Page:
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California Budget Deficit Balloons to $68 Billion

California State Capitol in Sacramento

California’s budget deficit has skyrocketed to a record $68 billion following lower tax revenue than projected. 

The deficit will likely cause the state to dive into reserve funds and cut spending at a level not seen since the Great Recession. 

Why is there a Budget Deficit? 

Following years of a record-high budget surplus, California’s good fortune finally came crashing down in 2023. 

In the 2023-2024 fiscal year, the state had a nearly $32 billion budget deficit. With California's progressive tax system, much of the state’s revenue is driven by the personal income of wealthier residents. 

Since those individuals' income is oftentimes closely related to the stock market, California’s tax revenue took a hit when the market didn’t perform as well. 

So, with nearly double the deficit in the upcoming fiscal year than in 2023, what is behind the state’s lack of revenue? 

In June, California’s Legislative Analyst’s Office predicted that the state would have a $14.3 billion budget deficit in the 2024-2025 fiscal year. However, with the tax filing deadline being delayed from April to November, it was difficult to project accurately. 

Thus, with real tax data, the nonpartisan office now predicts a nearly $70 billion budget deficit. 

The reason for the budget crisis is similar to last year, a lack of tax revenue. Tax collections were $26 billion lower than expected and combined with the state’s economic growth being slower than many other big states, California’s budget deficit has reached a record high.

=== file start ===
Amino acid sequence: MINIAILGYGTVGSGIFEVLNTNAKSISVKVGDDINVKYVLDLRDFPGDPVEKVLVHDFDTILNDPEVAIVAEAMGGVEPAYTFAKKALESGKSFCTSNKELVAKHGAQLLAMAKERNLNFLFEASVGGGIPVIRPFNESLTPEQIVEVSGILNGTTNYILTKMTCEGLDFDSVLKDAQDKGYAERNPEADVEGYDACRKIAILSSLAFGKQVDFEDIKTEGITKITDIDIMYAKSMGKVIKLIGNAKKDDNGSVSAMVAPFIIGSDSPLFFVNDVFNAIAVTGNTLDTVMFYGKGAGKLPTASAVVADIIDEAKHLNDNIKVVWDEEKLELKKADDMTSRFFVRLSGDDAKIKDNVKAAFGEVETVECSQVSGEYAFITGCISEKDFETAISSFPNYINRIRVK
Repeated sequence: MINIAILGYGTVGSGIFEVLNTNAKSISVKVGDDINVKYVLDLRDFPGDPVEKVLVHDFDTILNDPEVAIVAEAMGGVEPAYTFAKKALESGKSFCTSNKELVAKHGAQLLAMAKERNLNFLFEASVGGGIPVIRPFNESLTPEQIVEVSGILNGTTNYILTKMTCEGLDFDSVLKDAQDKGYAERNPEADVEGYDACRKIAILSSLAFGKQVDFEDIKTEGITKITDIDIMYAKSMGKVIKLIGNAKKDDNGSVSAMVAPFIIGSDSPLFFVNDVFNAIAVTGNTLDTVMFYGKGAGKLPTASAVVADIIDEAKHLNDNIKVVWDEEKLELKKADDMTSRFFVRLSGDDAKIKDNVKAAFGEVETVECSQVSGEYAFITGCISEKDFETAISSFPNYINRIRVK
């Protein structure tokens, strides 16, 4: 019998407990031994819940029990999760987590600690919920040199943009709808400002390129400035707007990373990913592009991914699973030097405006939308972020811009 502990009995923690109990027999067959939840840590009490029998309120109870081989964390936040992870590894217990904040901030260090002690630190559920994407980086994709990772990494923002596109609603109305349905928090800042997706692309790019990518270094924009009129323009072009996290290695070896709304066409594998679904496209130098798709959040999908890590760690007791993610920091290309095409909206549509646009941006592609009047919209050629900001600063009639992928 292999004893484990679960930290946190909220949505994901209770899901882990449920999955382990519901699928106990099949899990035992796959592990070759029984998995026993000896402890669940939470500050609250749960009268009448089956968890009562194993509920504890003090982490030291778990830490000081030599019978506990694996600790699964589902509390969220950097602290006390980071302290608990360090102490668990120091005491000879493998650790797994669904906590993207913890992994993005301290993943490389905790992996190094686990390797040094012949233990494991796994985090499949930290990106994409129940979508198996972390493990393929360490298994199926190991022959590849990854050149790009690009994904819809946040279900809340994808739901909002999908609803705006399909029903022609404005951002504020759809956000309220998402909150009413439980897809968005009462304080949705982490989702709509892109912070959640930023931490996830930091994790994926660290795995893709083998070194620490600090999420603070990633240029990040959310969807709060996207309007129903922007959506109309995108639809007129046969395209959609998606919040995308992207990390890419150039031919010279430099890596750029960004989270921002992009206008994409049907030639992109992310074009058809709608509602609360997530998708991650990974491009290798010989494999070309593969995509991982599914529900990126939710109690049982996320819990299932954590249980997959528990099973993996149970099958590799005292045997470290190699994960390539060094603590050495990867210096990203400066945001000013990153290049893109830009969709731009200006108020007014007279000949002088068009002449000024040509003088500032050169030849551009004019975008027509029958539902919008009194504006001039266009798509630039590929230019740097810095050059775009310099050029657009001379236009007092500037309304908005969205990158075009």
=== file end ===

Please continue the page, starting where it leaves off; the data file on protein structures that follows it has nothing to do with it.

Next Steps

To prepare for the largest deficit in state history, Governor Newsom’s administration has called for a spending freeze in all state agencies. 

The spending freeze will include all non-vital financial purchases from state entities such as: 

  • Avoiding new contracts 
  • Canceling non-essential travel 
  • Avoid purchasing non-essential technology or transportation equipment 
  • Reevaluate expensive IT projects

While some in the legislature would prefer to dip into rainy-day funds rather than make massive spending cuts, it’s evident that the state will likely have to do both. 

Although the state has nearly $30 billion in reserves, California is expected to have a multi-year deficit. Thus, relying on just reserves without cutting spending could leave the state with a massive financial problem. 

As a result, the state will likely have to cut new and previous spending from the 2024-2025 fiscal year budget. 

Regardless, California elected officials will have their work cut out for them as they prepare for their January budget proposal. 

We’ll make sure to keep you updated on the latest news about the state’s budget crisis. Until then, keep up with BOMA on the Frontline for the latest news in the Greater Los Angeles area. 

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